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Glorious Sunrise

Photo of the Week. Glorious Sunrise.

Astronomy news for the week starting Friday, December 25, 2009.

Wishes for a fine holiday season to all.

The Moon cooperates in the celebrations by taking the last week of the year to go through its entire waxing gibbous phase, beginning with first quarter on Thursday, December 24, Christmas Eve, and culminating on Thursday, December 31, New Year's Eve, with its full phase.

A variety of lunar events and effects enhance the affair. First, this full Moon -- the Cold Moon, the Long Night Moon -- is the second one for the month of December, the first having taken place the night of December 1. Since the first one already has a traditional name, this one is by more-or-less recent folk tradition called a "blue moon." Its color, however, will be the usual silver white (or reddish if rising).

Second, the Moon highlights the end of the year by being partially eclipsed by the shadow of the Earth. Unfortunately, full Moon takes place during mid-day in North America, with the Moon quite out of sight, so it's a European, African, and Asian affair. But don't feel sorry for ourselves, as it is not much of an eclipse, the south pole of the Moon just barely ticking the dark terrestrial umbra. Those on the other side of the world won't see much either. Then, with the Sun still very close to the Winter Solstice in Sagittarius, the full Moon -- opposite the Sun -- will be just to the east of the Summer Solstice in classical Gemini (never mind that the Earth's precessional wobble has taken the Solstice across the "official" border into Taurus). This full Moon will therefore be the highest of the year, at least as seen from the mid-northern hemisphere, as it will more or less replicate the behavior of the Sun on the first day of summer (perhaps making us feel warmer).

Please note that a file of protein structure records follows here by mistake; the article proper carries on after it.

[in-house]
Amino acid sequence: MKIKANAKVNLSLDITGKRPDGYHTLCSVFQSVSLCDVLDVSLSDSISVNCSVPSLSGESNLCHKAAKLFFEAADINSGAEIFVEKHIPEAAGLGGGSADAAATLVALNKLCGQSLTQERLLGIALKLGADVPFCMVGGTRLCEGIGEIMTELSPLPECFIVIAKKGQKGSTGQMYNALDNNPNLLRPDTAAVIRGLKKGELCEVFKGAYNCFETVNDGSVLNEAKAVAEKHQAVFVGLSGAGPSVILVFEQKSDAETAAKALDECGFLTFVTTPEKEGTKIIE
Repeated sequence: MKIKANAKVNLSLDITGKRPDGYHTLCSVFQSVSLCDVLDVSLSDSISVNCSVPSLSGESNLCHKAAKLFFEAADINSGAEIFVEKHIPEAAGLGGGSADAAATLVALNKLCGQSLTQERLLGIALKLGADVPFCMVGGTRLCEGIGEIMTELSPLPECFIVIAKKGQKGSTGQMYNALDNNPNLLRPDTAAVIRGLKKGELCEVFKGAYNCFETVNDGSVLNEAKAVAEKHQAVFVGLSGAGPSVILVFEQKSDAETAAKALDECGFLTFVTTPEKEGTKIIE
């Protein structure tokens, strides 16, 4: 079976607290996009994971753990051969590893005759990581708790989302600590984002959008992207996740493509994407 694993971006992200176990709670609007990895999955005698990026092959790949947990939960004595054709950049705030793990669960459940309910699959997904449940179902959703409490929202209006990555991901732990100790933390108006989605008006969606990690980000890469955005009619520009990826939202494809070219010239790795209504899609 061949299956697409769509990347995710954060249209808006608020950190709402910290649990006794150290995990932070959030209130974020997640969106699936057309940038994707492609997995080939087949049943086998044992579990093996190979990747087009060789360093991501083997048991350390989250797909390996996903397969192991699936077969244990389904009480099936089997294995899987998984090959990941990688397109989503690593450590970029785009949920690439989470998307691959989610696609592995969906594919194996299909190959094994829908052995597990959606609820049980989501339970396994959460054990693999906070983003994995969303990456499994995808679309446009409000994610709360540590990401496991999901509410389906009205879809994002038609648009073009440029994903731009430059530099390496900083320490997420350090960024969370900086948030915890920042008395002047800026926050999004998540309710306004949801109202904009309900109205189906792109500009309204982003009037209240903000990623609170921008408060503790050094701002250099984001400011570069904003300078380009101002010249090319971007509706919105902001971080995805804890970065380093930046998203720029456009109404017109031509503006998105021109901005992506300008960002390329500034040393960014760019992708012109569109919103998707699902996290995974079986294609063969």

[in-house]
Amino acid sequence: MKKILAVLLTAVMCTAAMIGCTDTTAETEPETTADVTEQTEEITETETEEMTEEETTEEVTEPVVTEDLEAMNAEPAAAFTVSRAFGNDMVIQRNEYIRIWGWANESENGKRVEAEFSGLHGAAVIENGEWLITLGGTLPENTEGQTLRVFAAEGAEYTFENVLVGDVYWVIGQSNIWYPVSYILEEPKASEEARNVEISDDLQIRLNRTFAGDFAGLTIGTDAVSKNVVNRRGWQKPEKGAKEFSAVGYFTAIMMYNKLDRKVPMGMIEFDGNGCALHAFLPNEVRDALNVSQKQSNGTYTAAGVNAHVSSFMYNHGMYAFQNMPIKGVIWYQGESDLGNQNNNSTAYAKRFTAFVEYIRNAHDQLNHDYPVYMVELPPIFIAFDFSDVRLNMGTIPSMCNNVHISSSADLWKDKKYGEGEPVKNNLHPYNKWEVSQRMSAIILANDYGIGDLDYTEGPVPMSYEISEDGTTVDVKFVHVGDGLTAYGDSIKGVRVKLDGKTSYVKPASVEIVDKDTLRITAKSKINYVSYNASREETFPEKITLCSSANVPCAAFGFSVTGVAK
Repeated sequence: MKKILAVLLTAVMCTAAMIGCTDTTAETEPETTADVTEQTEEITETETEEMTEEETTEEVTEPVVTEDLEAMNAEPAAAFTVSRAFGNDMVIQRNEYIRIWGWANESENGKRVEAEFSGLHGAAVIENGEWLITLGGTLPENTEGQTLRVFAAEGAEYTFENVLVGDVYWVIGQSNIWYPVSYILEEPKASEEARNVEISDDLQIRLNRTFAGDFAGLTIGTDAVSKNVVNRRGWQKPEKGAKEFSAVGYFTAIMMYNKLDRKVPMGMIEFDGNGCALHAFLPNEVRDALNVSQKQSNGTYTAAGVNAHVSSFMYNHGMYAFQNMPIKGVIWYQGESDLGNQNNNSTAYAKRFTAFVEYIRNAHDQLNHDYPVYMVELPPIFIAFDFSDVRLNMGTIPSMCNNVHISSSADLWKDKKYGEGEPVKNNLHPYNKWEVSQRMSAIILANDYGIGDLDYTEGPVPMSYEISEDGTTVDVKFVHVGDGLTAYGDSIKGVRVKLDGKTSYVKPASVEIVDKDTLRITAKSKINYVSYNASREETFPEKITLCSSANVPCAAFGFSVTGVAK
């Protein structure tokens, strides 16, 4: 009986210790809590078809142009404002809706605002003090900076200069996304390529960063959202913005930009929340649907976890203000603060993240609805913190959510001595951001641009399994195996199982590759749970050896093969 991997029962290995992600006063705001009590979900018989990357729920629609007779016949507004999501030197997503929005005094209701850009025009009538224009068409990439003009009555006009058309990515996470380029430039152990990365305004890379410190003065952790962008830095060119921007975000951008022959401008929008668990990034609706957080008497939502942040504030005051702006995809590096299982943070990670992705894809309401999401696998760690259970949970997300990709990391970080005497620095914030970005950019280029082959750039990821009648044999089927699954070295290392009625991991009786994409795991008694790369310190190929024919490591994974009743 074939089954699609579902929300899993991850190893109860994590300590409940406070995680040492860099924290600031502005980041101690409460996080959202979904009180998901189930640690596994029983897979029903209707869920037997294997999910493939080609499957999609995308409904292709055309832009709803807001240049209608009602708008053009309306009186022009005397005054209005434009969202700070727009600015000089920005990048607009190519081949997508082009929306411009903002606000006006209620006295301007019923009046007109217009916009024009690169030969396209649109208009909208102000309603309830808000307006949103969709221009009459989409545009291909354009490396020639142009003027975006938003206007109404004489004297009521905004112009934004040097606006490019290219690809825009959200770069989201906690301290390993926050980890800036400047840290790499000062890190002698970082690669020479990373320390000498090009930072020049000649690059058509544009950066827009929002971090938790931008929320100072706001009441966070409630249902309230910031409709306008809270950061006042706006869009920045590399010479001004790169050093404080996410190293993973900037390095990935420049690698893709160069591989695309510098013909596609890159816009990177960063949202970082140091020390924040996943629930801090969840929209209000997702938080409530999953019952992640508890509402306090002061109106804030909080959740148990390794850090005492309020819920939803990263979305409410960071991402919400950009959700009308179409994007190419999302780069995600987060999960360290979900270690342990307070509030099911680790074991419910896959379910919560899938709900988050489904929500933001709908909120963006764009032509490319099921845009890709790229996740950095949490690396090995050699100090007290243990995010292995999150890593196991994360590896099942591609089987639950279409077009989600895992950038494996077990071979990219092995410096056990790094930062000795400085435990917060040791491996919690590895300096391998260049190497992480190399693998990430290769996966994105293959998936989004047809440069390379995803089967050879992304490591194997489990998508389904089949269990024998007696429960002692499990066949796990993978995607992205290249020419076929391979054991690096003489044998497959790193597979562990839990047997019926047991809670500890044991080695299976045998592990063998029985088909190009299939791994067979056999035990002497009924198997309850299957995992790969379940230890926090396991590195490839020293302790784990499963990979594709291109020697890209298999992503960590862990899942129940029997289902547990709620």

Enough of the Moon; on to the planets! While slipping away to the west, Jupiter remains nicely visible in early evening, dropping to the horizon to set around 8:30 PM. Earlier, you might catch a glimpse of Mercury in southwestern twilight. Mars, still rising just before Jupiter disappears, continues to brighten in western Leo, the two planets nearly opposite one another. Saturn then passes a bit of a milestone by rising around midnight in western Virgo, as it becomes an evening object. Our planetary year then finally ends with Pluto going through conjunction with the Sun on Christmas Eve, making it doubly invisible.

Early evening is about your last chance to see Fomalhaut to the southeast of Jupiter. But to the northeast of the giant planet, the Andromeda gang still hangs around. In particular it's a wonderful season for the star-streams of Perseus, who rides high, nearly overhead, in mid-to-late evening.
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